Learning & DevelopmentPerformanceTalent Management

Behavior change is difficult. So how to support employees in building new habits?

behavior change

The beginning of the year is a time when people make plans and resolutions for the following months. Research shows that approximately 80% of these resolutions last no longer than by mid-February. Introducing change in life, as well as building new habits, is a difficult task that requires endurance and high motivation. This is why it’s a good idea to first find out how this process works and how to support employees – and yourself – in behavior transformation.

Why behavior change is so difficult

Most often than not, change is a stressful, complicated, and complex process. To achieve change, you need to break with your routine, leave your comfort zone, and spend a lot of energy on adapting to new conditions and ways of functioning. The most difficult change type is the one where you intend to modify your behavior.

Human minds are like efficient computers: to save their processing capacity, they create automated behavior pathways and work out repetitive habits. Thanks to this mechanism, people are able to perform some daily tasks automatically, without focusing on them – like walking, brushing your teeth, or locking the door of your flat. When you try to form a new habit, your brain encounters dissonance. Its rational and conscious part, the one responsible for controlling your behaviors and planning, needs to take command of this mechanism and make a number of repetitions to introduce lasting change. This requires a lot of effort and perseverance.

Taking the cognitive and emotional load into account, changing a habit can be more costly to the human body and mind than retaining an old habit. And that makes behavior change so hard.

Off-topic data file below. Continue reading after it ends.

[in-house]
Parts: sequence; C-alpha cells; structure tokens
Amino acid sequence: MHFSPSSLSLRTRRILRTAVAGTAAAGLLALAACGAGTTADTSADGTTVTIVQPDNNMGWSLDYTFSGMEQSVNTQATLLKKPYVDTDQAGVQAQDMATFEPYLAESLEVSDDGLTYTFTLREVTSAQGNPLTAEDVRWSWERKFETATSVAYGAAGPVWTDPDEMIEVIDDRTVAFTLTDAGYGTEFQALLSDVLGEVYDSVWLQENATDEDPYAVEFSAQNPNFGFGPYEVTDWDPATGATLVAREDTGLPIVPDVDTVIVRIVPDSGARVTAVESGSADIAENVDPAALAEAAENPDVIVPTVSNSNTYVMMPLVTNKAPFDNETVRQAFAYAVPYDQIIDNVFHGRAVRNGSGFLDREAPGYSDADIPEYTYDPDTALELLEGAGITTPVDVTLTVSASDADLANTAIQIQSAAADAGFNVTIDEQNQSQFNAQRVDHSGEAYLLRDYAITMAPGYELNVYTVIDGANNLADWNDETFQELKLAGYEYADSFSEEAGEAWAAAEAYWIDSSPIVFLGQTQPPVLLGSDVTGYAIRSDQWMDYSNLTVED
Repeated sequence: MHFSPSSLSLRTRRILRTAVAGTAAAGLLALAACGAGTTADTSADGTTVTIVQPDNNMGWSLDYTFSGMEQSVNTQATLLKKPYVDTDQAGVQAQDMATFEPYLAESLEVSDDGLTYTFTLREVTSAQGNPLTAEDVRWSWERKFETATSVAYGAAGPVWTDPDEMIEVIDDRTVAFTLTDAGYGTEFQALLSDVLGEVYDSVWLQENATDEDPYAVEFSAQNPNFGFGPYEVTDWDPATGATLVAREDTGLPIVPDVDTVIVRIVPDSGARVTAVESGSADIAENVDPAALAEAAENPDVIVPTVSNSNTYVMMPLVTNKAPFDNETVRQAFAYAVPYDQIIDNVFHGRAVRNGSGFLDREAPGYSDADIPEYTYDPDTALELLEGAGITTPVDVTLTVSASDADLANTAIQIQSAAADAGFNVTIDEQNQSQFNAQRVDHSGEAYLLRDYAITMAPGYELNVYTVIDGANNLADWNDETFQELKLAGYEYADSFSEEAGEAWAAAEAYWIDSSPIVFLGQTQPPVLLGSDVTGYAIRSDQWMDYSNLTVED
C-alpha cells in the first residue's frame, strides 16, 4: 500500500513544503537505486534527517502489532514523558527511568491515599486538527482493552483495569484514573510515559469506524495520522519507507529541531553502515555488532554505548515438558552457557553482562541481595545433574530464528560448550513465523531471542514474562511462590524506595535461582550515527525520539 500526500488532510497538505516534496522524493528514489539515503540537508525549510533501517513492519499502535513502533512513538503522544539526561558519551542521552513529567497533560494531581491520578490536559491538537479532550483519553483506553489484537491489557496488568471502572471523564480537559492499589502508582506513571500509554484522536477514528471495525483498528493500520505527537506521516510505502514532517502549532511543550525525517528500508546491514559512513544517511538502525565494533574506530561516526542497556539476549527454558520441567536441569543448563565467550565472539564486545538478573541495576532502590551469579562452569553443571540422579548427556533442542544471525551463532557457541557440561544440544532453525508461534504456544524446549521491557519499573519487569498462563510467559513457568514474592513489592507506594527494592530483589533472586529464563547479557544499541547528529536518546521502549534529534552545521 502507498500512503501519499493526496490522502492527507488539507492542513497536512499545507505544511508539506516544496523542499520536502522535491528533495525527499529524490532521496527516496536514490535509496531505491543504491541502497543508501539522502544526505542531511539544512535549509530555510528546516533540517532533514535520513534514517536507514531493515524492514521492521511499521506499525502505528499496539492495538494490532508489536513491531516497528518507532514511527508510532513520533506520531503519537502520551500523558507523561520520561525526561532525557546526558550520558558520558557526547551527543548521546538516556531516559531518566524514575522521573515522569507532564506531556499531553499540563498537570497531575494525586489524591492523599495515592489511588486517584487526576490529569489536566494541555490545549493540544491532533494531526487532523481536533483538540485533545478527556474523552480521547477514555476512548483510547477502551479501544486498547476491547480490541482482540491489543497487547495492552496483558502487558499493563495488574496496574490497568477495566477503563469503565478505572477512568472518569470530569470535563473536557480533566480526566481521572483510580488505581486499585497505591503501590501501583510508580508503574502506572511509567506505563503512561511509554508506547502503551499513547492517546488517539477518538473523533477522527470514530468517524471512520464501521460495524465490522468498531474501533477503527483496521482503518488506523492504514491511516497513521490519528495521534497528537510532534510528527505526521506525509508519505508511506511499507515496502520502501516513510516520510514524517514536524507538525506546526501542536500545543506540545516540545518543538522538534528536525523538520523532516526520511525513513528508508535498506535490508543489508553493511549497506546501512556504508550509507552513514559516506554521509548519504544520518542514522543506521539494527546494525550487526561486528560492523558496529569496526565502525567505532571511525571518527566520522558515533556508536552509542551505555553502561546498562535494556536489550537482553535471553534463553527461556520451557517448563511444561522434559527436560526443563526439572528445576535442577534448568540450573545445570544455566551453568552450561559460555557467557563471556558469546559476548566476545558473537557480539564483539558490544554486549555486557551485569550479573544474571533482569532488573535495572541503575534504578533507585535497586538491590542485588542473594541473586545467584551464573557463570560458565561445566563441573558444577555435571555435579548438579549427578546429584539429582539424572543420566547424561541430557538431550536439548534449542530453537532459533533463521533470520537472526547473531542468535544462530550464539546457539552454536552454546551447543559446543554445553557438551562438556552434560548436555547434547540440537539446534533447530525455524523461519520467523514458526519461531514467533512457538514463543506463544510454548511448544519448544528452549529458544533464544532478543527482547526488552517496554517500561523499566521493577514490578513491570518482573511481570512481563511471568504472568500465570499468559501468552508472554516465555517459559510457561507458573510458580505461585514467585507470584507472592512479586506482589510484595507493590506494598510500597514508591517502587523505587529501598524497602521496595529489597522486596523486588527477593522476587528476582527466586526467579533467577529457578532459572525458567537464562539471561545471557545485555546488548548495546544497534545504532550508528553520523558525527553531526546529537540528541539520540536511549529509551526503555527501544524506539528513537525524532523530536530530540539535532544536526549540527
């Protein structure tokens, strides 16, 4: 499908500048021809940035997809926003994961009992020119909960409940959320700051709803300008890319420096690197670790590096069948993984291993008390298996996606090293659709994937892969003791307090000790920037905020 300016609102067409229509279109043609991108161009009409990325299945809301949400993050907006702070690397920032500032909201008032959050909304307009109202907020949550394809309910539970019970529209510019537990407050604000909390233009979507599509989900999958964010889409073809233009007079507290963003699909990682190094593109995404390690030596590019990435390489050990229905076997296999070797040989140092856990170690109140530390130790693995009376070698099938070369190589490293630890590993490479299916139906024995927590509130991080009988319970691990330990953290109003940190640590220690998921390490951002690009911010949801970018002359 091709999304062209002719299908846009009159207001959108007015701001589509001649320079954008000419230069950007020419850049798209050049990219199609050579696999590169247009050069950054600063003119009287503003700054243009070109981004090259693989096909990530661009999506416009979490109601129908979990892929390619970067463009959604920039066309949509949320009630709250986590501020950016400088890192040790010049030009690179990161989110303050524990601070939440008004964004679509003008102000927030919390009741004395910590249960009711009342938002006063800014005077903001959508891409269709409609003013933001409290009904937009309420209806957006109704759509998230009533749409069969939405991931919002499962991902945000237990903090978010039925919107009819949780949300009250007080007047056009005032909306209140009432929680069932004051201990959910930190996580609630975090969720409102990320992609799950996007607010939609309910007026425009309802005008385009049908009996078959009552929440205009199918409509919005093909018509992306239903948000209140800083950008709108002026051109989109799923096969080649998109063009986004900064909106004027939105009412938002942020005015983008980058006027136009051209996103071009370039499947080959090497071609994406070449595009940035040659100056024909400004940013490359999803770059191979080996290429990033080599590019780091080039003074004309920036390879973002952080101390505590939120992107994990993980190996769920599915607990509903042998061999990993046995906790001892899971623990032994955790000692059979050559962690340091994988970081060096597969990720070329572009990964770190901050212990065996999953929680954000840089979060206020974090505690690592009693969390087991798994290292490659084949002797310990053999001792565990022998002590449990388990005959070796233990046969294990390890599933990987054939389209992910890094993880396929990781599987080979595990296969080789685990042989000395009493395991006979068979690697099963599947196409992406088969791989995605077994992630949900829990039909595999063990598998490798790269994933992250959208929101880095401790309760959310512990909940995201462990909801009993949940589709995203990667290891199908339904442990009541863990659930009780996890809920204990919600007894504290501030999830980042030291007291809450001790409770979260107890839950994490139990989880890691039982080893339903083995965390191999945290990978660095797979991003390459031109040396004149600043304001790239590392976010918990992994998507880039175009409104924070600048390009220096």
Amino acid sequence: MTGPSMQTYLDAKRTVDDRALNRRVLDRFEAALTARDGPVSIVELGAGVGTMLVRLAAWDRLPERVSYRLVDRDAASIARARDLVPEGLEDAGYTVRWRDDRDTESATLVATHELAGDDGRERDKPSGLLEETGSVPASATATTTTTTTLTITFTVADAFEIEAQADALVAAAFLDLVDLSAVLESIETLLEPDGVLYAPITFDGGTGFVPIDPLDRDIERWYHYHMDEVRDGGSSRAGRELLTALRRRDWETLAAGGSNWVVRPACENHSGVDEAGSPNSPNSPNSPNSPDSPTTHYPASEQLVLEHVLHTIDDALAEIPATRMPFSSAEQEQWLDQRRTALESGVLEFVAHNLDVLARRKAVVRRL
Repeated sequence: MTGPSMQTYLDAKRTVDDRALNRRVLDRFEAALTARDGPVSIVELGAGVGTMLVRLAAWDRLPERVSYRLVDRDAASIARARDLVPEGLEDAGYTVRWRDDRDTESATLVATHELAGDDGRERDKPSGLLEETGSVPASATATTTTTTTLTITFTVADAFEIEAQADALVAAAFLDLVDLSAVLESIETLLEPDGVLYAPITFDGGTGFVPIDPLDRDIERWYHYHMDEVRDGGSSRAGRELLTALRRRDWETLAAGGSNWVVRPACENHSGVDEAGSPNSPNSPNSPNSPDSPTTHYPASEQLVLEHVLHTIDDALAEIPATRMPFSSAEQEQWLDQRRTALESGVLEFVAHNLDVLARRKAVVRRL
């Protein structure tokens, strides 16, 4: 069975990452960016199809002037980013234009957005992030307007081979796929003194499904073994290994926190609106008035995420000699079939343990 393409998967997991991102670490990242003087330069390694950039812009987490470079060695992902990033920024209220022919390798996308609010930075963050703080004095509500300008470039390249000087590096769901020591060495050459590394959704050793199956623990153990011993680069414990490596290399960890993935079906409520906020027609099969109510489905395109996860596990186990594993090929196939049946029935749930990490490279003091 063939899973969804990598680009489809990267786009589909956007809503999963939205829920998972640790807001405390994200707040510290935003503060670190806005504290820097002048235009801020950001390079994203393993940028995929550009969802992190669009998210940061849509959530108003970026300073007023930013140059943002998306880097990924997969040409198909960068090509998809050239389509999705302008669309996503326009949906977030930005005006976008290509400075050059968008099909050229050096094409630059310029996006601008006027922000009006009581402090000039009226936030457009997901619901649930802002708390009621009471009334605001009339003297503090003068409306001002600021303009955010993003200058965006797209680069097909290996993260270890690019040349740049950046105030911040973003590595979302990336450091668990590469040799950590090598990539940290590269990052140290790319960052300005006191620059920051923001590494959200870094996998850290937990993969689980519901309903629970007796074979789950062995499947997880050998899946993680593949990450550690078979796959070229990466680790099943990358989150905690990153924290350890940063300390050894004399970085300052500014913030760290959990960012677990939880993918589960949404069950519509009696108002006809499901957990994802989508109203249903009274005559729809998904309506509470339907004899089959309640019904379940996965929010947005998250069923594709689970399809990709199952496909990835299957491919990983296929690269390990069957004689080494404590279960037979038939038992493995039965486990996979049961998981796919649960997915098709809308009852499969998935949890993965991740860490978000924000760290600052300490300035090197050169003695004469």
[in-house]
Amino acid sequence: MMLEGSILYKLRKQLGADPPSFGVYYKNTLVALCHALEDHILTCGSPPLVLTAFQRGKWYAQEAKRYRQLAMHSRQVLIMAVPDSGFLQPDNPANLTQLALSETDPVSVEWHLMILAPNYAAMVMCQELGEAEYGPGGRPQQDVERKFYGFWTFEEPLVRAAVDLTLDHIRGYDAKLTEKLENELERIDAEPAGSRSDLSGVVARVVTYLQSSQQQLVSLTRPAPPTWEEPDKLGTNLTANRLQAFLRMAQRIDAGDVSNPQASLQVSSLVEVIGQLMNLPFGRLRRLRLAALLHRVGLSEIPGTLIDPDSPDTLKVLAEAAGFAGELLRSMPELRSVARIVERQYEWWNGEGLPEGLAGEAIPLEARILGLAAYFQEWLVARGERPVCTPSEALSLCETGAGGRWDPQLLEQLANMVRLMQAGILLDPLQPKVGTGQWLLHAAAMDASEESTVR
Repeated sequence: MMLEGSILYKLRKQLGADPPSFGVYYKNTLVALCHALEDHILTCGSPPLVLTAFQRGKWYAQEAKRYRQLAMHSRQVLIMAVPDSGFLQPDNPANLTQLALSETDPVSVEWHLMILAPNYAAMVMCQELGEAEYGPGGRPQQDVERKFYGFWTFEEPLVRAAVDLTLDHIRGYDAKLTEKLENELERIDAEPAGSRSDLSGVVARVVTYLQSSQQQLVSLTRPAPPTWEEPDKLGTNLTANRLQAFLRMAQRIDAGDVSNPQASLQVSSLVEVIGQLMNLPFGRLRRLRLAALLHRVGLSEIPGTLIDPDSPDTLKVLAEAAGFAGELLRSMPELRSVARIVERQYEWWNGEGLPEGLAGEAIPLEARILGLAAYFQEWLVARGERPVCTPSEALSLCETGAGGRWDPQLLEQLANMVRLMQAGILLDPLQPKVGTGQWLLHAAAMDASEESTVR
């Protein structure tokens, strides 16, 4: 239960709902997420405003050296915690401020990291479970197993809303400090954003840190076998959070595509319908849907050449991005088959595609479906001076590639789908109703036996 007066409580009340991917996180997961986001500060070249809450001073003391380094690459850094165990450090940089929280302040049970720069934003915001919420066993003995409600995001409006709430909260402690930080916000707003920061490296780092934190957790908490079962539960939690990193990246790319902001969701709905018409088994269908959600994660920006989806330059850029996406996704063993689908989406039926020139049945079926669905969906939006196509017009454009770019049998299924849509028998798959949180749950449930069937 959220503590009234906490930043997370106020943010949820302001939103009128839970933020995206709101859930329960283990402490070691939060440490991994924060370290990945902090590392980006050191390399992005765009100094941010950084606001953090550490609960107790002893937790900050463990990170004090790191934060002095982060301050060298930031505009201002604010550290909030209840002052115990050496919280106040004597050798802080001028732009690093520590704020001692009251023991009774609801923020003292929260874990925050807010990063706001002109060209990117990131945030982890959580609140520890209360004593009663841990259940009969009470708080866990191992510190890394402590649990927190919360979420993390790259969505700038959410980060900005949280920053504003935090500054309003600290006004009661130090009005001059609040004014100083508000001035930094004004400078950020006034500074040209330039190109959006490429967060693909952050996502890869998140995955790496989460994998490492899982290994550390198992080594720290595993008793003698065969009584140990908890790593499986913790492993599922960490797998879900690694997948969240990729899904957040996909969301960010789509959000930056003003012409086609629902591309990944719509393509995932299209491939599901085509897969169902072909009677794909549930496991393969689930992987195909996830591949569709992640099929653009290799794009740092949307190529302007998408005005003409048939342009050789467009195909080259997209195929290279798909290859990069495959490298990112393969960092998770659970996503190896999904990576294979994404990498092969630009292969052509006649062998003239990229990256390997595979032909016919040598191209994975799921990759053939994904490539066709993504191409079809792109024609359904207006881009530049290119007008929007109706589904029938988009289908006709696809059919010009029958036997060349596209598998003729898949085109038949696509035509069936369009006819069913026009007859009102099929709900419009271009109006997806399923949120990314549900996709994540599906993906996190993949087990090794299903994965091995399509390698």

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A clear goal supports behavior change

To build a new habit, employees need focus, engagement, and a clear goal. A study of engagement in behavior change revealed that people encouraged to take several initial steps toward their goal were more likely to become engaged in pursuing this goal. Having a specific purpose to identify with will increase employees’ motivation and accelerate the process of behavior change.

The study was conducted on hotel guests. They were informed in several different ways about a given hotel’s commitment to energy saving. Some simply received information about the initiative, while others were asked to do a specific thing, such as reuse their towels, or received a pin saying “Friend of the Environment”. Those hotel guests that were directly asked to hang their towels for reuse or received a pin were most likely to become involved and take additional steps to reach the specific goal, e.g. they turned off the lights when leaving their rooms.

If you want to support employees in behavior change, set ambitious and clear-cut development goals for them. You can also help them in designing the first steps they need to take toward those goals. Properly defined objectives have another important advantage. They make it possible to verify whether the employees’ behavior is actually changing with time. One of the change monitoring methods is the 360° review.

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Behavior transformation and response to failure

The way people respond to and deal with failure plays a huge role in behavior change. Those who react to their mistakes with self-criticism and pessimism lose motivation and find it hard to repeat new behaviors and to pursue their goals.